Converse has made quite a few shoes with the Chuck Taylor name on them. Of course, Chuck's name is most frequently associated with basketball shoes. I can remember the Chuck Taylor wrestling shoe. I can also remember the design of the Chuck Taylor track shoe; but by the time I was getting out of store-brand "Chuck clones", they had disappeared from the market.
The Chuck Taylor football shoe, on the other hand, was a complete mystery to me until one of my readers (Ed) asked me about it. He was kind enough to scrounge up some pictures of these mysterious shoes. Later on, I had somebody else send me some more pictures, asking me if I knew how old the shoes were.
Ed told me that these were also nicknamed "Six-Man Shoes." This term is after six-man football, a variant played in small, rural school districts that don't have enough kids willing to play regular football. I'd never heard of six-man football until I lived in West Texas between 1992 and 1994. Ed wore them for soccer in 1964 and 1965, but he also told me that his school football team wore them.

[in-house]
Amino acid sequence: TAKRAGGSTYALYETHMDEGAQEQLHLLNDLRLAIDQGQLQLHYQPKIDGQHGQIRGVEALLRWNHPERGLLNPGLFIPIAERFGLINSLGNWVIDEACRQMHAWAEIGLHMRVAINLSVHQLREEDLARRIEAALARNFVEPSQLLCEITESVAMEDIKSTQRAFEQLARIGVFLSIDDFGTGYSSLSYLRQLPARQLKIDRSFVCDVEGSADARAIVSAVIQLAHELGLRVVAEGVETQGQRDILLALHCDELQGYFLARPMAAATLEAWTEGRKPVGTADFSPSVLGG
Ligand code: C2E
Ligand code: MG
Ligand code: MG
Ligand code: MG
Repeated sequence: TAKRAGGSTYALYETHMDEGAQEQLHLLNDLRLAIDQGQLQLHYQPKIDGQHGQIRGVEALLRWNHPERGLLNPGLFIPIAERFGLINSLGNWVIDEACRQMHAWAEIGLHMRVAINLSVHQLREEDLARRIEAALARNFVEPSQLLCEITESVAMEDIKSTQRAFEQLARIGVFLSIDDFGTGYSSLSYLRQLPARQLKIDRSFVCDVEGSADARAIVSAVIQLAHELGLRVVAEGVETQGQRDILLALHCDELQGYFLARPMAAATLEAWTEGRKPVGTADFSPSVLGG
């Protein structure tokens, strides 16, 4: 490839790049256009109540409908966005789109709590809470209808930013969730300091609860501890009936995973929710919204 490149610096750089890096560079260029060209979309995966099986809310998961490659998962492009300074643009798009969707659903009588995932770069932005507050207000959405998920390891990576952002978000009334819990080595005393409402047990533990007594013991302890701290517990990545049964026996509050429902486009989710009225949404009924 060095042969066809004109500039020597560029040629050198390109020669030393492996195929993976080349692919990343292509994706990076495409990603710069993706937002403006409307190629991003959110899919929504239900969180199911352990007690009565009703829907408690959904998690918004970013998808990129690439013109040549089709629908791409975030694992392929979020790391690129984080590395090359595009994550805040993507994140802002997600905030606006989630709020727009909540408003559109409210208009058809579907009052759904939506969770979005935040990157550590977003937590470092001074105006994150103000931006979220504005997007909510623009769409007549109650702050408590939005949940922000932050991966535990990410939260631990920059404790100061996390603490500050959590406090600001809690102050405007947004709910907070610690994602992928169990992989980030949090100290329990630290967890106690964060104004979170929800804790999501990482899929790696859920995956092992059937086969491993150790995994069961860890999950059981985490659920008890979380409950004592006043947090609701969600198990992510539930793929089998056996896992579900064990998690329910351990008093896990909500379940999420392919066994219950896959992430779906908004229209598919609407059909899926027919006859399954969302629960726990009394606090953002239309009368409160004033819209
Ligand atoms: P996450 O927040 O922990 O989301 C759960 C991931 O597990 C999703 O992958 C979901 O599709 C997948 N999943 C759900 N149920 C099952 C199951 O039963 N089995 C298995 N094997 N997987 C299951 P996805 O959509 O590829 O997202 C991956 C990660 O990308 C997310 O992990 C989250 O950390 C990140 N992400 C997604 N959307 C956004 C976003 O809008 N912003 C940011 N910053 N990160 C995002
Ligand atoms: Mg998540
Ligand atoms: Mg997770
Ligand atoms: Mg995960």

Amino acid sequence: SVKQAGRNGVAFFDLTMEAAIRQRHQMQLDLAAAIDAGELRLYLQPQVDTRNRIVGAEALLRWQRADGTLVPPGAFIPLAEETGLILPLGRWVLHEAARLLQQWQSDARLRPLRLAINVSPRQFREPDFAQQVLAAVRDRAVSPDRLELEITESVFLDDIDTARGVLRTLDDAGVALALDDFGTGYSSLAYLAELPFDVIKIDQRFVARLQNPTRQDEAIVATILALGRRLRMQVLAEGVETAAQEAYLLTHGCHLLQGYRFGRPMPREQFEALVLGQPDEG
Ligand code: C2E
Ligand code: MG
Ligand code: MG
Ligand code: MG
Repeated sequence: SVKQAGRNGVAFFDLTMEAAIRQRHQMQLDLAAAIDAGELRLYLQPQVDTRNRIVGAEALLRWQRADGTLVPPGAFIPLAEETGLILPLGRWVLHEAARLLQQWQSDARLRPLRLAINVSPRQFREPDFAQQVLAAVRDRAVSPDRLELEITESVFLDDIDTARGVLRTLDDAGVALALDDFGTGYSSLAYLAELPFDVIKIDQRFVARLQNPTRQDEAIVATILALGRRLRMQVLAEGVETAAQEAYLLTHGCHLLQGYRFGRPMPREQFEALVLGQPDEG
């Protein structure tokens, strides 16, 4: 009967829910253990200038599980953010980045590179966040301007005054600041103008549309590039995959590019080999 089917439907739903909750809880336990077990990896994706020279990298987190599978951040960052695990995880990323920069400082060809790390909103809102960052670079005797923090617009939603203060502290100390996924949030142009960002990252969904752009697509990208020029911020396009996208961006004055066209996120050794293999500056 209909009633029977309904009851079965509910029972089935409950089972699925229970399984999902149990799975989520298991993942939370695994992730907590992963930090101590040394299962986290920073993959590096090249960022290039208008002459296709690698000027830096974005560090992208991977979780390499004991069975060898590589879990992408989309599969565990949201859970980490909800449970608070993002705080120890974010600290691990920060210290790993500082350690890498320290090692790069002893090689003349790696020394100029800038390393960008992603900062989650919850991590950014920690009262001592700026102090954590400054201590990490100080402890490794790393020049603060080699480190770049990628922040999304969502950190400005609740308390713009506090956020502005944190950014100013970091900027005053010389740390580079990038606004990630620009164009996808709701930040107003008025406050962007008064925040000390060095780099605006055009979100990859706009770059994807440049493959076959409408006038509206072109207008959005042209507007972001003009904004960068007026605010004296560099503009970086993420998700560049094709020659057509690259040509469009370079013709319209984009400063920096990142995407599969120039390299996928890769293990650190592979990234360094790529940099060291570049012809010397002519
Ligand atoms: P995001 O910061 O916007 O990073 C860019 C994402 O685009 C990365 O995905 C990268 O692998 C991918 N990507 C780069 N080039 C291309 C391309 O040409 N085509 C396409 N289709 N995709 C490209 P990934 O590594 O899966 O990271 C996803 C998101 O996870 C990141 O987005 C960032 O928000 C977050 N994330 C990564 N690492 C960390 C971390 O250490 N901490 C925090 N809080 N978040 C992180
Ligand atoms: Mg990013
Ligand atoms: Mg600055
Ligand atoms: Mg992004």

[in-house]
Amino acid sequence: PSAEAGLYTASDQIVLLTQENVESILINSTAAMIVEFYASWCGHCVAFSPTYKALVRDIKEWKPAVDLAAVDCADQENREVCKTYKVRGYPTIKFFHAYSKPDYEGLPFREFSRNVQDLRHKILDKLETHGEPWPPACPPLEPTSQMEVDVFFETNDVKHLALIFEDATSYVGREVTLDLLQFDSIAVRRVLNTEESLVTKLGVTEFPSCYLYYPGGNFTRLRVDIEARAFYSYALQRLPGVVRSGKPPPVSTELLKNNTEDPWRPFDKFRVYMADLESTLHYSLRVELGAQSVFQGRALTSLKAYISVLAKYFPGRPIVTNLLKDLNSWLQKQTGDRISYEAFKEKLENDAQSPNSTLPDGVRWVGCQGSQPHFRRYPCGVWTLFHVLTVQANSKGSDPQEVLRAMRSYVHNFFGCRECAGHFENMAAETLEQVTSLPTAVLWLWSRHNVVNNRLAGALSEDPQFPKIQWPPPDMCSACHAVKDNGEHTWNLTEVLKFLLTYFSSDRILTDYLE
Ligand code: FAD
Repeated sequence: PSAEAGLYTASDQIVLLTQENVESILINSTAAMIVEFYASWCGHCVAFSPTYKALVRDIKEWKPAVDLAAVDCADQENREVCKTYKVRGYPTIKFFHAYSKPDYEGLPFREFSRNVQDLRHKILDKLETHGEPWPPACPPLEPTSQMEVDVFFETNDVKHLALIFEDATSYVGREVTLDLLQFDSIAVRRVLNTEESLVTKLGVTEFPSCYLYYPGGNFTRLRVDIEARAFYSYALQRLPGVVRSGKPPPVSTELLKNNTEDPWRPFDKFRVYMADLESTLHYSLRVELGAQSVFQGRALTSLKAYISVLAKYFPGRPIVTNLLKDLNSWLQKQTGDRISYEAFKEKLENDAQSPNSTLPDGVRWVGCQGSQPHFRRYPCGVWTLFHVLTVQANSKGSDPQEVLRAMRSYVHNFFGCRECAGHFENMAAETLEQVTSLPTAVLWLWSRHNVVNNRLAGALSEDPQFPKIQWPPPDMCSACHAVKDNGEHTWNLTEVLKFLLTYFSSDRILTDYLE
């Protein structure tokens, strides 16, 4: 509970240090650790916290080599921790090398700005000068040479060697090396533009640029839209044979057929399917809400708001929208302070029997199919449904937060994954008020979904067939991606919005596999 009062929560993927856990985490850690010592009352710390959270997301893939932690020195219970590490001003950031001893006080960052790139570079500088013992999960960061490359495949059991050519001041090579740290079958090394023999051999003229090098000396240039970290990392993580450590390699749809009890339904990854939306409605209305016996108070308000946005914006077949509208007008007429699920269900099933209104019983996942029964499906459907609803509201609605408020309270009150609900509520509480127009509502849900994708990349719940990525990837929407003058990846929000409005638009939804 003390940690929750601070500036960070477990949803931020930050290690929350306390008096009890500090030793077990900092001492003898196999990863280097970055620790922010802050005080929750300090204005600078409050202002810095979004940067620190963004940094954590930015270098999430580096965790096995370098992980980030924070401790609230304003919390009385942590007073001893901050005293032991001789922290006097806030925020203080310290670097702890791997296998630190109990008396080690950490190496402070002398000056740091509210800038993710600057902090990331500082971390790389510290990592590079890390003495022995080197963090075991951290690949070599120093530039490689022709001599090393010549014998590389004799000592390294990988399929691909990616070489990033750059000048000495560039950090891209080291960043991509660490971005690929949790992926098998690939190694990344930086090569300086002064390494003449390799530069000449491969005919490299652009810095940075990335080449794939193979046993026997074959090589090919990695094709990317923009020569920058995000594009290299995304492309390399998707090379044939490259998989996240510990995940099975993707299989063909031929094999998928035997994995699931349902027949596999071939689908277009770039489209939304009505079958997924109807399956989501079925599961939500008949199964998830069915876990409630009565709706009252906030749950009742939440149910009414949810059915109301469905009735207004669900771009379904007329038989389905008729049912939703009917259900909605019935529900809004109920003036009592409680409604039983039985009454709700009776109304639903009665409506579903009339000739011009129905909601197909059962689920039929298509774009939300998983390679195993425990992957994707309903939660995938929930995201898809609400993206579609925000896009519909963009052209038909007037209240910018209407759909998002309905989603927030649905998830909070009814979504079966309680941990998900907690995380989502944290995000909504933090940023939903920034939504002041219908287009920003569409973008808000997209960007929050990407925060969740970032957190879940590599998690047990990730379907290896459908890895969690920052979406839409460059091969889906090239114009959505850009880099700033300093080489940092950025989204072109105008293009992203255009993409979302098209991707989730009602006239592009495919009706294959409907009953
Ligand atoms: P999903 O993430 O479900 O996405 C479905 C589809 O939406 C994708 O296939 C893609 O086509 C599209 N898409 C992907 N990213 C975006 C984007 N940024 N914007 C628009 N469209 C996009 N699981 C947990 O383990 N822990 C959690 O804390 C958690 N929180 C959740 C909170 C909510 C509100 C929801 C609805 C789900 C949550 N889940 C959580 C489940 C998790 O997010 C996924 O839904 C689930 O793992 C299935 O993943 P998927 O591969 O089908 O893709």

This is a view of the outside along with a partial view of the box lid.
The bottom of the "Chuck Taylor" Football Shoes had broad rubber cleats.
Here's the ankle patch: similar to the monochrome black Chuck Taylor canvas basketball shoe, but with a football on it.
There was also a low-top version of these shoes.
Ed told me this one.
After hearing the name "Six-Man Shoes," and noting the shoes had eight eyelets on each side, one kid made a smart-aleck remark to Coach: "If they're Six-Man Shoes, why do they have eight holes?" Coach didn't think that was very funny... the team had what was has been humorously called a "track meet."
Back to the top of Charlie's Sneaker Pages!
Last Updated: 3 July 2018
Click here to send E-mail to Charlie.
Charlie's Sneaker Pages copyright 1995-2019 by Charles L. Perrin.
READERS PLEASE NOTE: Names of athletic shoe manufacturers, shoe styles, and technologies may be trademarked by the manufacturers. Charlie's Sneaker Pages uses these names solely to describe the shoes with the same familiar nomenclature used by the manufacturer and recognized by the reader.